Unity is not good on a laptop with 1366 x 768 display. I ditched it for xfce which at least lets me use the
      whole screen...

      I don't want Unity on my tablet. Thanks for listening Mark.

    • by Xylantiel (177496)

      My question is -- why not target touchscreen desktops? There's already a feature-restricted linux variant for tablets - it's called Android. It would be more efficient in terms of resources to build an open-only non-spyware Android variant than to build something open from scratch.

      I think we should target 3 user experiences -- fixed-screen + keyboard + mouse/trackball (current desktops/laptops) -- (handheld) touchscreen only (current tablets) -- fixed-touchscreen + keyboard.

      • by Osgeld (1900440)

        does anyone buy touchscreen desktops, and if they are dumb enough to do so, how many minutes do you think it takes before they notice their arm is tired and never use it again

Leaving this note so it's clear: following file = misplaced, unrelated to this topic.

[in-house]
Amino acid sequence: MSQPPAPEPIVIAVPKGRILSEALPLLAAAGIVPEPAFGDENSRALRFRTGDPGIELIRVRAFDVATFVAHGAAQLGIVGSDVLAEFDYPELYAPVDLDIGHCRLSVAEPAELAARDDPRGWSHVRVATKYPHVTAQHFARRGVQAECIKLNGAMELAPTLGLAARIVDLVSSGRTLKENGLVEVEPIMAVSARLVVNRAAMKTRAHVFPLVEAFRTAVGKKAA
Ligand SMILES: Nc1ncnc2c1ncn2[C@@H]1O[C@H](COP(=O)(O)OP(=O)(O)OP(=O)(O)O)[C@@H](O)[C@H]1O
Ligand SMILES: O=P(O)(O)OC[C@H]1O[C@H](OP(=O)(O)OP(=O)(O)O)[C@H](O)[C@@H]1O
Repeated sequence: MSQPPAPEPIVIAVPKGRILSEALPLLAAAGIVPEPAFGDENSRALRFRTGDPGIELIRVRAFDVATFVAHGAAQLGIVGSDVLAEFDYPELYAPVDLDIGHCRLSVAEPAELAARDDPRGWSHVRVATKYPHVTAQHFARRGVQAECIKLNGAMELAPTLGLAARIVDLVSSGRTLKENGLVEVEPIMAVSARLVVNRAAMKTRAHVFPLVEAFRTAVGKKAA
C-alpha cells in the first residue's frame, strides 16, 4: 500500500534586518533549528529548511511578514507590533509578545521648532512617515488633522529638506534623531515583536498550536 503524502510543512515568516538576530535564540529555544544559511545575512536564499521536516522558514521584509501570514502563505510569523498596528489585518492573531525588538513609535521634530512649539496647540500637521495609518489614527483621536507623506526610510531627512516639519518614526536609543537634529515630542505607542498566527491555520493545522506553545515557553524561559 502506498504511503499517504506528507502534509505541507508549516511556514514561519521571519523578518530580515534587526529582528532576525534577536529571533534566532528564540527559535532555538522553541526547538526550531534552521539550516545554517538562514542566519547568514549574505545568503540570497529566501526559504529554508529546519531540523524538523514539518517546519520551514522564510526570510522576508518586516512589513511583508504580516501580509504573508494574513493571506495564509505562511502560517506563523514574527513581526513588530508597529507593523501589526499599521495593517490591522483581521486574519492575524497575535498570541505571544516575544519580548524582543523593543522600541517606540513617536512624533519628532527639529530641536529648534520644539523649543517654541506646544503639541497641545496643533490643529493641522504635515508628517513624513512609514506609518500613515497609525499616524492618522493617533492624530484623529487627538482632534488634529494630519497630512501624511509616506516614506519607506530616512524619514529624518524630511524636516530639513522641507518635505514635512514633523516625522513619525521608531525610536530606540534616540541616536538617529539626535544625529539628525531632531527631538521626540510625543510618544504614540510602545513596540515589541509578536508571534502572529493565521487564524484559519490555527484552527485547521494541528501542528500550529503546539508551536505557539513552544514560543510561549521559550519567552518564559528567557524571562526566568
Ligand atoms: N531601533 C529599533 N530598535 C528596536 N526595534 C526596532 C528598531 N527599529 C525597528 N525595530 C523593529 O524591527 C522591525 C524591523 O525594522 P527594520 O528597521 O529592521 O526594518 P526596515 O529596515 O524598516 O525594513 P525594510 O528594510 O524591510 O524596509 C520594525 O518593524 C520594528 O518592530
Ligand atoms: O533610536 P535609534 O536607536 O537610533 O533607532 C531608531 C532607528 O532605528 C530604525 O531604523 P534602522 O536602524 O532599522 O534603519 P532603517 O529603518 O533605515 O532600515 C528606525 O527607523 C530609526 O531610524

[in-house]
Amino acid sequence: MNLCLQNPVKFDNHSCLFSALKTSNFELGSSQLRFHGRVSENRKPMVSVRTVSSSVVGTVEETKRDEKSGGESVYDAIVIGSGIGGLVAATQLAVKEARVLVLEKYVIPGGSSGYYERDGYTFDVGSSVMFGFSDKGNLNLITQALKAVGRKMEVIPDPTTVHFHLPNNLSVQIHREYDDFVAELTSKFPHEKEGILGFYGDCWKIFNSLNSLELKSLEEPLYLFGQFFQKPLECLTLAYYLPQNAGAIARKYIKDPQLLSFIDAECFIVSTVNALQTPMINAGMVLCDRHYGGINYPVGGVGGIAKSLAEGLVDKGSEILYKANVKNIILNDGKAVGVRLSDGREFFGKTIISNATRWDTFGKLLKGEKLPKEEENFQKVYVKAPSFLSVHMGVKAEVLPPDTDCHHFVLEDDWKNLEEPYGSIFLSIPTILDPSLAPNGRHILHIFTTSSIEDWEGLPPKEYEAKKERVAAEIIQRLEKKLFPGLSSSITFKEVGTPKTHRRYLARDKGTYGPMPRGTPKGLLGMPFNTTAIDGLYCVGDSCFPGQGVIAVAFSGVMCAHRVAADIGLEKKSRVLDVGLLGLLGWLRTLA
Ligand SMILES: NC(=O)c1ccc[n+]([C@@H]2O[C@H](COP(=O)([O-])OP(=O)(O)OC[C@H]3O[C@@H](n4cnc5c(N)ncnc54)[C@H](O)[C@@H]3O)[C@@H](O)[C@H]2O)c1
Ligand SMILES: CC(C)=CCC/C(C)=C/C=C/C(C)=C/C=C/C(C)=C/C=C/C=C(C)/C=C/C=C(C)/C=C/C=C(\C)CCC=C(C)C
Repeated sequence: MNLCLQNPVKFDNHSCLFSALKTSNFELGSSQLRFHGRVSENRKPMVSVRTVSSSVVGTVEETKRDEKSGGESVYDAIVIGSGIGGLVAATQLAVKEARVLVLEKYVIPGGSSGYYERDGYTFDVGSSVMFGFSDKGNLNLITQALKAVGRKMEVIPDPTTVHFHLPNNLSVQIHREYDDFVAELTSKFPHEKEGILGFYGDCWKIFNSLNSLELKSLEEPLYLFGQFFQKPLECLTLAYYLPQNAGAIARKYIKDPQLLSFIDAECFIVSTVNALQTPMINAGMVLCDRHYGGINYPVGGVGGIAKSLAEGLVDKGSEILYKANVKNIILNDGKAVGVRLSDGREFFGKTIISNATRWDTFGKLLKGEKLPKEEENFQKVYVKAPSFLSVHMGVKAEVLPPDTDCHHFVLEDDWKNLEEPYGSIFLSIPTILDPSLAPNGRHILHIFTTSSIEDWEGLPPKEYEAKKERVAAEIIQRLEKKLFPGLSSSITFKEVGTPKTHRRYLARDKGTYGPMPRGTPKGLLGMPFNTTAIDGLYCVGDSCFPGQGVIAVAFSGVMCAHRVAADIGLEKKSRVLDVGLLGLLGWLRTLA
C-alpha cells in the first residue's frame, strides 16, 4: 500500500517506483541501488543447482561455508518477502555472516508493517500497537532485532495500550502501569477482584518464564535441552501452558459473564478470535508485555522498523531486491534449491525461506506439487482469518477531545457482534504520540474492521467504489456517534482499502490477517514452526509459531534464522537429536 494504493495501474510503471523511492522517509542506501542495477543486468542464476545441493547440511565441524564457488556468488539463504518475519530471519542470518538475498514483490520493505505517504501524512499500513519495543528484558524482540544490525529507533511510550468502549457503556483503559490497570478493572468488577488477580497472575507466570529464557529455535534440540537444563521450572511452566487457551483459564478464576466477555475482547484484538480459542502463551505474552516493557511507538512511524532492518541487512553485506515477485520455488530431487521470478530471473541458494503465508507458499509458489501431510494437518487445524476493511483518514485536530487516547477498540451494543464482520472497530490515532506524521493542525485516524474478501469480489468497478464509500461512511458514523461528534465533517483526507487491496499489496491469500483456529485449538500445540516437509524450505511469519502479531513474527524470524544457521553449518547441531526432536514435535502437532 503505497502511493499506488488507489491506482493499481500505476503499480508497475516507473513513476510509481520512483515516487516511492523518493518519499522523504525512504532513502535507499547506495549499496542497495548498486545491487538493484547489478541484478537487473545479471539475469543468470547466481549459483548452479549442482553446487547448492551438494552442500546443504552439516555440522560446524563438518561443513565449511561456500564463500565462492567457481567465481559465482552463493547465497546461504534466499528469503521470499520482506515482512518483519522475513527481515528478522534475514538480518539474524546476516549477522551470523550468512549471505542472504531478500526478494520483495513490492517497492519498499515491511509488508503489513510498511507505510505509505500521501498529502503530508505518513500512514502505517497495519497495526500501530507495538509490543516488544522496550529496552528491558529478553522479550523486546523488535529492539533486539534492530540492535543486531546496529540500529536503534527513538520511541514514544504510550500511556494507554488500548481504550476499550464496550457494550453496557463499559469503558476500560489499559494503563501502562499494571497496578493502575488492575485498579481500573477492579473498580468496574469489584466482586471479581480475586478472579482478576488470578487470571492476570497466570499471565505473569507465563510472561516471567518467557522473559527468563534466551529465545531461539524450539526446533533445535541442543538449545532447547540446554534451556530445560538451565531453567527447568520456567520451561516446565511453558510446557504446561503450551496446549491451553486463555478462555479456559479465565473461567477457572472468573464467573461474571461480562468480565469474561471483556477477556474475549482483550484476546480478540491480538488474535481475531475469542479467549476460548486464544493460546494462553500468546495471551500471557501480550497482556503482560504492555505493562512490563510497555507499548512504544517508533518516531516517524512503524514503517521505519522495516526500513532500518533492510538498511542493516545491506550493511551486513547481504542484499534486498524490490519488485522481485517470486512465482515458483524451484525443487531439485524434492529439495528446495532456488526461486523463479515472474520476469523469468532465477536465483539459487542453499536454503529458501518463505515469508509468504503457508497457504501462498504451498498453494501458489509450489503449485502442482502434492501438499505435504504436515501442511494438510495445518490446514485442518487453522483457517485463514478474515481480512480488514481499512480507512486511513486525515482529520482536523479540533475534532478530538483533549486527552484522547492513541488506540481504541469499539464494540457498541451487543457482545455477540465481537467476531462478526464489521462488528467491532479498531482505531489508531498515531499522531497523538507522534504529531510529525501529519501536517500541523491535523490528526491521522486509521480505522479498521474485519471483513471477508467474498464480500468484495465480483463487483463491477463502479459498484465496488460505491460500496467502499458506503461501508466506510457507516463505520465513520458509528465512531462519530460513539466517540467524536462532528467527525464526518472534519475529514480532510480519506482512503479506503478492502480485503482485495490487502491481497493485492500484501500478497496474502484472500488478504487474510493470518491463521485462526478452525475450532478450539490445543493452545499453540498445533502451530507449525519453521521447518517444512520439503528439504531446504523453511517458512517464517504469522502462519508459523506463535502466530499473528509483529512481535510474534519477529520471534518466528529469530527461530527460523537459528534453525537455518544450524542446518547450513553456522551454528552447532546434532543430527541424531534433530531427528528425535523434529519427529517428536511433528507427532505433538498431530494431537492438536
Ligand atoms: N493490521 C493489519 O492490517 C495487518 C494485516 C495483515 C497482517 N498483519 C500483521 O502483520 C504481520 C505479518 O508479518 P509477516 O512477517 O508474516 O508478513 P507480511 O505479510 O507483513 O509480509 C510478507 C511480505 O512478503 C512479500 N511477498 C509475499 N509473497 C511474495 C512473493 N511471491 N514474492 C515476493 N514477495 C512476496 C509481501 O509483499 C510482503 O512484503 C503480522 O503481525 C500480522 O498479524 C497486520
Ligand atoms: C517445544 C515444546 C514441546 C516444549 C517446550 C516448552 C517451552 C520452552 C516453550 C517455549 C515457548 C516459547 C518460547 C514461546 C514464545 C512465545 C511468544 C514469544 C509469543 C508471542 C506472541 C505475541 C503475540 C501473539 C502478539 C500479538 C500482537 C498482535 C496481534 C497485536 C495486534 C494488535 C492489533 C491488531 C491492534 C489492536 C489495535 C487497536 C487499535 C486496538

• by horza (87255)

      Many people dumped it but many others took it up. I thought I would just give it a go for giggles, being a KDE user, but now like it so much it's my full time desktop OS. I always hated those stupid tree menus, and the Dash is exactly what I've been looking for without actually knowing it at the time. Now Unity is more polished I think a lot of people that hesistated to make the jump and used MATE during the interim will think about switching as soon as Canonical remove the Amazon spam by default in your se

  • Ubuntu will focus on a *few* tablets and the cloud.
    Tablet are more similar to (smart)phones than to PCs.
    First, they have different hardware and, even with the same "model", they can have different variants in order to accommodate different mobile networks (mainly 3G (aka UMTS) vs 4G (LTE) or different SoCs.
    So I would say Ubuntu won't focus on the whole tablet market.